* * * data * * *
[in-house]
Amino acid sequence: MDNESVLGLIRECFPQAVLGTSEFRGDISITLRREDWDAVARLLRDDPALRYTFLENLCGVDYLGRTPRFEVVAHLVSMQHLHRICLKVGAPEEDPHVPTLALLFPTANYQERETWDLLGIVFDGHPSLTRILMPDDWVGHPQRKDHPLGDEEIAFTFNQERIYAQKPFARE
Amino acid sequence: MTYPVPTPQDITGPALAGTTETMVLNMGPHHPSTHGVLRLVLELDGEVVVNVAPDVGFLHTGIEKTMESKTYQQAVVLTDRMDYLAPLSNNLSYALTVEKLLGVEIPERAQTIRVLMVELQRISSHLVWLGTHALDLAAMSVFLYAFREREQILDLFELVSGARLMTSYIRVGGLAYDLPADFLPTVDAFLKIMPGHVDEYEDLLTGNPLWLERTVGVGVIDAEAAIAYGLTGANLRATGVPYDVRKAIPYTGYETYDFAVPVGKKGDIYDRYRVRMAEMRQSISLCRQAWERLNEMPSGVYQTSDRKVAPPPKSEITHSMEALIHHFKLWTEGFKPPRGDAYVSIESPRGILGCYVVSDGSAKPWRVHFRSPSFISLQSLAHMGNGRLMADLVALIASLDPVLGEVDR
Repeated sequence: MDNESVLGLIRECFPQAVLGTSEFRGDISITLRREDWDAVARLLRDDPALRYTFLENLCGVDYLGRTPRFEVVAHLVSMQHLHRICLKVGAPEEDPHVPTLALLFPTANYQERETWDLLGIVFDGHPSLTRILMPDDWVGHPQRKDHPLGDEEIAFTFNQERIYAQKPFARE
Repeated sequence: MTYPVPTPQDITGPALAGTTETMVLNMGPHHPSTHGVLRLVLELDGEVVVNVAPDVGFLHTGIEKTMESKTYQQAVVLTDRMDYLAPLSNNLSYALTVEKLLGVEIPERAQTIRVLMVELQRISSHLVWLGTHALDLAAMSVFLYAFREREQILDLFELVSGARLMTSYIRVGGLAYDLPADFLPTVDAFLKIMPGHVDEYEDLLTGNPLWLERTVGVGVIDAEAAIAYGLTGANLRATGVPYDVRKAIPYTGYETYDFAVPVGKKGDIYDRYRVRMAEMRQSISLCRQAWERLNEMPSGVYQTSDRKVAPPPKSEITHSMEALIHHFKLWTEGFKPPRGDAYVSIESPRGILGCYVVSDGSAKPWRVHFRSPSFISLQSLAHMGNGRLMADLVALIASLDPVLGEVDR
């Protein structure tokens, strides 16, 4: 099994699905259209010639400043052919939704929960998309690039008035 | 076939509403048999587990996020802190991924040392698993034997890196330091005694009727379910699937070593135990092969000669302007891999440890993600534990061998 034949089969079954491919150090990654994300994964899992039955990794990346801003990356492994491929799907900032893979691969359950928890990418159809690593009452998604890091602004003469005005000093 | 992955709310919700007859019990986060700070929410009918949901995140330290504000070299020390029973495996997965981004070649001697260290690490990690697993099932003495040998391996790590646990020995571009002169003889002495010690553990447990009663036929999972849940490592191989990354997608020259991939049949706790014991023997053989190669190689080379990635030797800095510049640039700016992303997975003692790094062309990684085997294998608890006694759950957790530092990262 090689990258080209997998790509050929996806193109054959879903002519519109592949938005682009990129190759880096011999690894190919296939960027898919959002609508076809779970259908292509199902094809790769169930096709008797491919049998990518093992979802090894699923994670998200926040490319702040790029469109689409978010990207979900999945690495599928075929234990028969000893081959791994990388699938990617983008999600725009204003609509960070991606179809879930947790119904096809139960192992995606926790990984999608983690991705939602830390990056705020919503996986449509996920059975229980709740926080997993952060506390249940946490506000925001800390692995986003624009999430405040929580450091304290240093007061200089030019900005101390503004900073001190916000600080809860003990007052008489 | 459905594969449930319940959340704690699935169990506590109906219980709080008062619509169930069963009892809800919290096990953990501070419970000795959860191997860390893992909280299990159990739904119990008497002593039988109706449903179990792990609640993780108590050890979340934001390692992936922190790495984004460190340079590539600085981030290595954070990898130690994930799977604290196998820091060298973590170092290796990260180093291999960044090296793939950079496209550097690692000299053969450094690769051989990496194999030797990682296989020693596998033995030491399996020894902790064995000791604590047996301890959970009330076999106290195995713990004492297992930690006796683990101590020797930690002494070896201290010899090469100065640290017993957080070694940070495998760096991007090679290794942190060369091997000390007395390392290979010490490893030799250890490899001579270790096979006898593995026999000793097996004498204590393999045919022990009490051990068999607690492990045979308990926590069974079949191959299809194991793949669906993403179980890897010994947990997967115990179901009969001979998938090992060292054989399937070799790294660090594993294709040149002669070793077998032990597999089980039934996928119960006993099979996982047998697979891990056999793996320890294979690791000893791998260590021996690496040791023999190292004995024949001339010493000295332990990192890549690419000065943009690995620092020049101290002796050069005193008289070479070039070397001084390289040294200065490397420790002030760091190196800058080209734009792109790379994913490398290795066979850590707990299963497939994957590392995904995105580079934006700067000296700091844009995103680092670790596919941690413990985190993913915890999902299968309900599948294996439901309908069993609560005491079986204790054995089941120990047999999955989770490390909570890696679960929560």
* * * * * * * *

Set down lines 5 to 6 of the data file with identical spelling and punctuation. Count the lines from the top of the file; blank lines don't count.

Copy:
Repeated sequence: MTYPVPTPQDITGPALAGTTETMVLNMGPHHPSTHGVLRLVLELDGEVVVNVAPDVGFLHTGIEKTMESKTYQQAVVLTDRMDYLAPLSNNLSYALTVEKLLGVEIPERAQTIRVLMVELQRISSHLVWLGTHALDLAAMSVFLYAFREREQILDLFELVSGARLMTSYIRVGGLAYDLPADFLPTVDAFLKIMPGHVDEYEDLLTGNPLWLERTVGVGVIDAEAAIAYGLTGANLRATGVPYDVRKAIPYTGYETYDFAVPVGKKGDIYDRYRVRMAEMRQSISLCRQAWERLNEMPSGVYQTSDRKVAPPPKSEITHSMEALIHHFKLWTEGFKPPRGDAYVSIESPRGILGCYVVSDGSAKPWRVHFRSPSFISLQSLAHMGNGRLMADLVALIASLDPVLGEVDR
């Protein structure tokens, strides 16, 4: 099994699905259209010639400043052919939704929960998309690039008035 | 076939509403048999587990996020802190991924040392698993034997890196330091005694009727379910699937070593135990092969000669302007891999440890993600534990061998 034949089969079954491919150090990654994300994964899992039955990794990346801003990356492994491929799907900032893979691969359950928890990418159809690593009452998604890091602004003469005005000093 | 992955709310919700007859019990986060700070929410009918949901995140330290504000070299020390029973495996997965981004070649001697260290690490990690697993099932003495040998391996790590646990020995571009002169003889002495010690553990447990009663036929999972849940490592191989990354997608020259991939049949706790014991023997053989190669190689080379990635030797800095510049640039700016992303997975003692790094062309990684085997294998608890006694759950957790530092990262 090689990258080209997998790509050929996806193109054959879903002519519109592949938005682009990129190759880096011999690894190919296939960027898919959002609508076809779970259908292509199902094809790769169930096709008797491919049998990518093992979802090894699923994670998200926040490319702040790029469109689409978010990207979900999945690495599928075929234990028969000893081959791994990388699938990617983008999600725009204003609509960070991606179809879930947790119904096809139960192992995606926790990984999608983690991705939602830390990056705020919503996986449509996920059975229980709740926080997993952060506390249940946490506000925001800390692995986003624009999430405040929580450091304290240093007061200089030019900005101390503004900073001190916000600080809860003990007052008489 | 459905594969449930319940959340704690699935169990506590109906219980709080008062619509169930069963009892809800919290096990953990501070419970000795959860191997860390893992909280299990159990739904119990008497002593039988109706449903179990792990609640993780108590050890979340934001390692992936922190790495984004460190340079590539600085981030290595954070990898130690994930799977604290196998820091060298973590170092290796990260180093291999960044090296793939950079496209550097690692000299053969450094690769051989990496194999030797990682296989020693596998033995030491399996020894902790064995000791604590047996301890959970009330076999106290195995713990004492297992930690006796683990101590020797930690002494070896201290010899090469100065640290017993957080070694940070495998760096991007090679290794942190060369091997000390007395390392290979010490490893030799250890490899001579270790096979006898593995026999000793097996004498204590393999045919022990009490051990068999607690492990045979308990926590069974079949191959299809194991793949669906993403179980890897010994947990997967115990179901009969001979998938090992060292054989399937070799790294660090594993294709040149002669070793077998032990597999089980039934996928119960006993099979996982047998697979891990056999793996320890294979690791000893791998260590021996690496040791023999190292004995024949001339010493000295332990990192890549690419000065943009690995620092020049101290002796050069005193008289070479070039070397001084390289040294200065490397420790002030760091190196800058080209734009792109790379994913490398290795066979850590707990299963497939994957590392995904995105580079934006700067000296700091844009995103680092670790596919941690413990985190993913915890999902299968309900599948294996439901309908069993609560005491079986204790054995089941120990047999999955989770490390909570890696679960929560």